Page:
# Heuristic Search - PowerPoint PPT Presentation

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Heuristic Search. Intro to Prolog. Heuristic Algorithm. Two Parts Heuristic Measure Algorithm that uses it to search the state space. Tic Tac Toe. Exhaustive Search Total Number of States 9x8x7x6… =9!. How to Decrease Search Space?. Configuration Equivalent under symmetric operation

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Heuristic Search

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## Heuristic Search

Intro to Prolog

### Heuristic Algorithm

• Two Parts

• Heuristic Measure

• Algorithm that uses it to search the state space

### Tic Tac Toe

• Exhaustive Search

• Total Number of States

• 9x8x7x6…

• =9!

### How to Decrease Search Space?

• Configuration Equivalent under symmetric operation

• Reduced to 12x7!

• Still Exponential

### Winning Lines

• 4 2

Move to the board in which X has the most winning lines

2/3 of the space is pruned away with the first move

### 8 Puzzle

• Four Heuristics

• 283 283 283

• 164 1 4 164

• 75 765 75

### Good Heuristics

• The Design of a good Heuristic is an empirical problem, judgment and in tuition help, but the final measure of a heuristic must be its actual performance on problem instances

• Fallible. It is possible that a search algorithm can be misled down some path that fails to lead to a goal-depth count of search may be used

### Bias Search in favor of states found shallower in the graph

• If two states have the same or nearly the same heuristic evaluations it is generally preferable to examine the state that is nearest to the root state of the graph

• Evaluation function Sum of two components

• F(n) = g(n) + h(n)

### Best-First Search

• Best First Search, which is a way of combining the advantages of both depth-first and breadth-first search into a single method

• In hill climbing, one move is selected and all others are rejected, never to be reconsidered.

• In Best first, one move is selected but the others are kept around so they can be revisited later if the selected path becomes less promising

• Hill climbing will stop if there are no successor states with better values than the current state

### Two Lists of Nodes

• OPEN- Nodes that have been generated and have had the heuristic function applied to them but have not yet been examined(had their successors generated). Priority Queue in which highest priority nodes are those with the most promising heuristic value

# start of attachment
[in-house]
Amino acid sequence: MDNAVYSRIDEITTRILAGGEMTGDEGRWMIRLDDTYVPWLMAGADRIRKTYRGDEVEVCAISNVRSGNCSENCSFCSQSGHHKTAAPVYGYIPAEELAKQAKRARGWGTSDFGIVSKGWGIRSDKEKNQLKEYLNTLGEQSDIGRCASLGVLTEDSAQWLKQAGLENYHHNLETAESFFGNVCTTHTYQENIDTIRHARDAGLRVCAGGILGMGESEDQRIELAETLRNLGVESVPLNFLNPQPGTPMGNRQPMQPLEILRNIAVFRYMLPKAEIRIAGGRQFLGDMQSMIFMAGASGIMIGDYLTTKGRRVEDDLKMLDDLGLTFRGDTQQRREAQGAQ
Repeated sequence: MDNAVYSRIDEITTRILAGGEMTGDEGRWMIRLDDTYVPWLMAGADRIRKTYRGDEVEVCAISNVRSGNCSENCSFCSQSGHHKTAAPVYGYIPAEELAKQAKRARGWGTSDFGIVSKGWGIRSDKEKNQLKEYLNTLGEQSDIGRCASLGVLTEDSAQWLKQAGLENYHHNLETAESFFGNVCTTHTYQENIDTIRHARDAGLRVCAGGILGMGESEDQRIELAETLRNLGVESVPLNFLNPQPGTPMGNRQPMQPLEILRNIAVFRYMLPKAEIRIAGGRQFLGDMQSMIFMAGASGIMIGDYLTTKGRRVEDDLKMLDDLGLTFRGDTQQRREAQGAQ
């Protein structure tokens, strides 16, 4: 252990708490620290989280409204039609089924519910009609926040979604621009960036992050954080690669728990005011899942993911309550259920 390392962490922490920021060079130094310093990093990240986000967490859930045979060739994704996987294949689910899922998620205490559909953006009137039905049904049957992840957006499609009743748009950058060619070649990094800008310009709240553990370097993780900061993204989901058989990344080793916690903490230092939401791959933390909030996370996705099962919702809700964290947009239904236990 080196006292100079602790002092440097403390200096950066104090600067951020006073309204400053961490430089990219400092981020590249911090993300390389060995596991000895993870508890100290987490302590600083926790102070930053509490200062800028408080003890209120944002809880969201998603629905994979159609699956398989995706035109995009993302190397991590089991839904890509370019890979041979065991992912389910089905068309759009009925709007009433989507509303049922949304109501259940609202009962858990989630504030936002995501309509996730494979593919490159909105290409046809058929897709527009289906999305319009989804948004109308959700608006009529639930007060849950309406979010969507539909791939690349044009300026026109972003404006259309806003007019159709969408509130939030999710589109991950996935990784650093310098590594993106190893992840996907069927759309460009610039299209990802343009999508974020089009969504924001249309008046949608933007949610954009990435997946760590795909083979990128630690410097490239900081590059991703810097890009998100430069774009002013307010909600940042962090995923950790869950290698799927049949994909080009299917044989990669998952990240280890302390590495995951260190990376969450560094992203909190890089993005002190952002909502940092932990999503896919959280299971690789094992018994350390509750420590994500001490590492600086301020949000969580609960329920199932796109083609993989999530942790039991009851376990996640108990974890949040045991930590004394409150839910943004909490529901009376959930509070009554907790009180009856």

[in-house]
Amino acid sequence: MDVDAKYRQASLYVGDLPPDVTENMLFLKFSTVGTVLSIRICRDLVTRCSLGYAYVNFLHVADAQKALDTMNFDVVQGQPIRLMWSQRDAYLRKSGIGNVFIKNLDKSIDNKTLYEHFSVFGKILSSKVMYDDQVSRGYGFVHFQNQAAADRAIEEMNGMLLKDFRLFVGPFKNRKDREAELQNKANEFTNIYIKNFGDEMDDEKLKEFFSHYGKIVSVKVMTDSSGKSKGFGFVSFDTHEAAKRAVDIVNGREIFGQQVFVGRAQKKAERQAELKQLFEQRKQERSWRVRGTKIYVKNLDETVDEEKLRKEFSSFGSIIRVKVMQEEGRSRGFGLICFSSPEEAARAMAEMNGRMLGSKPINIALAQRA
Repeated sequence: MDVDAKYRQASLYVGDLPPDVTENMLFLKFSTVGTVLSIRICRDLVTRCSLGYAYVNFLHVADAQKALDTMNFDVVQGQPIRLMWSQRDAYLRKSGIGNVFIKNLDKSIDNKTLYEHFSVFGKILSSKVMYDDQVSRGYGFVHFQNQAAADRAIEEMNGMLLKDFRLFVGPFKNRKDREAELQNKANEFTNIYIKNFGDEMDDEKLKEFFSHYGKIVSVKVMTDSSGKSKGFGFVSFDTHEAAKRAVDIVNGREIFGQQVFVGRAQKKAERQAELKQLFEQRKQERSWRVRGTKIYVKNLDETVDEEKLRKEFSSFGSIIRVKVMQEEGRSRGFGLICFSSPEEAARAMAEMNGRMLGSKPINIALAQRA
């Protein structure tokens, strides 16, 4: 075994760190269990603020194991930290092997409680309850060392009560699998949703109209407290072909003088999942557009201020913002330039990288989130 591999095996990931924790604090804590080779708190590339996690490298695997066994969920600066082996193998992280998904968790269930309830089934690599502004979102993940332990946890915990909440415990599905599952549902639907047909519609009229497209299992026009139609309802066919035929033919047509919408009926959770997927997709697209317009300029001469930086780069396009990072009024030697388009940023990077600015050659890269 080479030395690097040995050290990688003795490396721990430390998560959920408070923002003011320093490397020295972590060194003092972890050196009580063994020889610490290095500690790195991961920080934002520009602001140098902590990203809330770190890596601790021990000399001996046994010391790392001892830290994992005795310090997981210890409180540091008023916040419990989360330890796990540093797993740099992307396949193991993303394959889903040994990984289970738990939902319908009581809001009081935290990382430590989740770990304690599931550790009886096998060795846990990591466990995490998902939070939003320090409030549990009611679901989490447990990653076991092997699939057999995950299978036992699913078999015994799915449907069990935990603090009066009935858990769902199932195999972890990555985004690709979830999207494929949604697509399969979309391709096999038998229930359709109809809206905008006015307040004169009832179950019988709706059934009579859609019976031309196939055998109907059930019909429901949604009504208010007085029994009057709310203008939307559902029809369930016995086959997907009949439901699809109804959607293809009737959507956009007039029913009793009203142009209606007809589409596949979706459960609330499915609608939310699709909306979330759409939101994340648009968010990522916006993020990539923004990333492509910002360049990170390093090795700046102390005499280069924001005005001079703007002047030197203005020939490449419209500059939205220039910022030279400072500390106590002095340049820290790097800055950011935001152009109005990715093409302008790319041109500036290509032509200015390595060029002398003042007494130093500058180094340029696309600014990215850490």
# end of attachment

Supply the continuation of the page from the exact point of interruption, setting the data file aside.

• CLOSED- Nodes that have already been examined. Check to see if node has been generated before(For Graphs)

### Algorithm

• Until a goal is found or there are no nodes left on OPEN do

• A) pick the best node on open

• B) Generate its successors

• C) For each successor do

• if it has not been generated before, evaluate it, add it to open, and record its parent

• If it has been generated before, change the parent if this new path is better than the previous one. In that case, update the cost of getting to this node and to any successors that this node may already have

### Presentation on A*

• Explanation of Algorithm

Hani Umar

• Overestimation and Underestimation (Significance)

Taimur Hashim Sajid

Sana Atif Ali Haseeb

Talha Mubeen Shehryar

Infraz Safdar

### Facts, Rules and Queries

• A collection of facts and rules is called a knowledge base

• How do we use a Prolog Program?

• By Posing Queries.

• KB1 (Collection of facts)

• man(kasim).

• man(khurram).

• man(bhatti).

• Playsguitar(bhatti).

### Queries

• ?- man(kasim).

• Yes

• ?-Playguitar(kasim).

• No

• ?-man(amir).

• No.

• Drivestaxi(amir).

• No.

### KB2

• Listenstomusic(asim).

• Happy(bashir).

• Playsguitar(asim) :- listenstomusic(asim).

• Playsguitar(bashir) :- listenstomusic(bashir).

• Listenstomusic(bashir) :- happy(bashir).

• 2 facts and 3 rules

### :-

• Should be read as ‘if’ or ‘is implied by’

• If Prolog knows that body follows from the information in the knowledge base Prolog can infer head

• This fundamental deduction step is what logicians call modus ponens

• ?- playsguitar(asim).

• Yes (Although fact not explicitly stated)

### Chain Rule

• ?-playsguitar(bashir).

• Yes (inferred knowledge)

• The facts and rules contained in a knowledge base are called clauses

• Thus KB2 contains 5 clauses and three predicates which are

• listensToMusic

• Happy

• playsguitar

### KB3

• 5 clauses

• Happy(asim).

• Listentomusic(khurram).

• Playsguitar(asim):-listenstomusic(asim),happy(asim).

• Playsguitar(khurram):-happy(khurram).

• Playsguitar(khurram):-Listentomusic(khurram).

### Logical Conjunction

• Playsguitar(asim):-listenstomusic(asim),happy(asim).

• Note that the rule has two item in its body (two goals)

• , AND

• ?- Playsguitar(asim)?

### Logical Disjunction

• Playsguitar(khurram):-happy(khurram).

• Playsguitar(khurram):-Listentomusic(khurram).

• It is a way of saying either --- or ---

• ?-Playsguitar(khurram).

### Another way to express OR

• Playsguitar(khurram):-happy(khurram);Listentomusic(khurram).

• Woman(sara).

• Woman(marium).

• Woman(rubab).

• Loves(khurram,sara).

• Loves(asim,sara).

• Loves(abc,xyz).

• Loves(xyz,abc).

### Queries with Variables

• ?-Woman(X).

• Prolog works its way top to bottom trying to match or unify the expression woman(X)

• Use ; to find start prolog searching on from the last point onwards

• ?-Loves(asim,X), woman(X).

• Write a Query for jealous

### Prolog Syntax

• Atoms

A string of characters which may be upper or lower case, digits and the underscore character that begins with lowercase letter

Arbitrary sequence of chars in single quotes ‘’

String of special chars @= or ===> ; or :-

### Numbers

• 23, 1001, 0, -365

• Variables